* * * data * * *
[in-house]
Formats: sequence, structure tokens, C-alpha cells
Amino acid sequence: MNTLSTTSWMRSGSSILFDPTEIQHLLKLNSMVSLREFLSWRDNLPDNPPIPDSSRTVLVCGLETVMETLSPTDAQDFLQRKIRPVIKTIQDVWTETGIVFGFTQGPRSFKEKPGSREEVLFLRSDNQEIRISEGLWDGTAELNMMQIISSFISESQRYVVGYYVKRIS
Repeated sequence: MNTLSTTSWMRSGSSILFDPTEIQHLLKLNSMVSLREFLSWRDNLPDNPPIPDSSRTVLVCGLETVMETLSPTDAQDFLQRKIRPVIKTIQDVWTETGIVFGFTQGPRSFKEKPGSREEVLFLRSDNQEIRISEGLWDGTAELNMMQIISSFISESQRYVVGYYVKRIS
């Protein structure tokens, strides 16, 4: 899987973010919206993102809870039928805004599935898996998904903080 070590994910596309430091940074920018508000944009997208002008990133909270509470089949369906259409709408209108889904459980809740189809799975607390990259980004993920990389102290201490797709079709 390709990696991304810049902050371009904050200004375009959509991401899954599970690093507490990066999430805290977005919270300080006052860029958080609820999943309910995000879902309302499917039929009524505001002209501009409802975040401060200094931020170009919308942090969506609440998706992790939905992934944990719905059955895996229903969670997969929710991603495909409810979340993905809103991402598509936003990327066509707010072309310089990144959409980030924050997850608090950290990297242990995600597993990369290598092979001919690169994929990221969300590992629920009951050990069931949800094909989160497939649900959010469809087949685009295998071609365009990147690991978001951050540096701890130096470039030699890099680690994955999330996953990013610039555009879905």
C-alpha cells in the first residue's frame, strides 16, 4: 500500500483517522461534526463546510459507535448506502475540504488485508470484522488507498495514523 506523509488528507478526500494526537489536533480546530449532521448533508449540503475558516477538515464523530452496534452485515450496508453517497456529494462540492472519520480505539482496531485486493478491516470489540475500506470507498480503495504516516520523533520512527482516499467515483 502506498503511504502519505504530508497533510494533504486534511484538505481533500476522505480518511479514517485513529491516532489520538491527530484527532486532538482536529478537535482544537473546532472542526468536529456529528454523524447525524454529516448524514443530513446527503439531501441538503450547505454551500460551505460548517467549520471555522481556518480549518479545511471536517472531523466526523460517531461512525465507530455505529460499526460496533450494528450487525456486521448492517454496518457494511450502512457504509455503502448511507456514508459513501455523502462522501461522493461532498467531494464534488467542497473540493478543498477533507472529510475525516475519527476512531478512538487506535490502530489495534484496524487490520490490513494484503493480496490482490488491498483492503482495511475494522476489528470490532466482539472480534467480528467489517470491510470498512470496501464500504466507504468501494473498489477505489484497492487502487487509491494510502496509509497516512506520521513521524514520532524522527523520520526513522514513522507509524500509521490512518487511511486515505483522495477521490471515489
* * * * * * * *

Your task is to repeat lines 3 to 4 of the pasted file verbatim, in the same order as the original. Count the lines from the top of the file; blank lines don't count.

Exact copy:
Amino acid sequence: MNTLSTTSWMRSGSSILFDPTEIQHLLKLNSMVSLREFLSWRDNLPDNPPIPDSSRTVLVCGLETVMETLSPTDAQDFLQRKIRPVIKTIQDVWTETGIVFGFTQGPRSFKEKPGSREEVLFLRSDNQEIRISEGLWDGTAELNMMQIISSFISESQRYVVGYYVKRIS
Repeated sequence: MNTLSTTSWMRSGSSILFDPTEIQHLLKLNSMVSLREFLSWRDNLPDNPPIPDSSRTVLVCGLETVMETLSPTDAQDFLQRKIRPVIKTIQDVWTETGIVFGFTQGPRSFKEKPGSREEVLFLRSDNQEIRISEGLWDGTAELNMMQIISSFISESQRYVVGYYVKRIS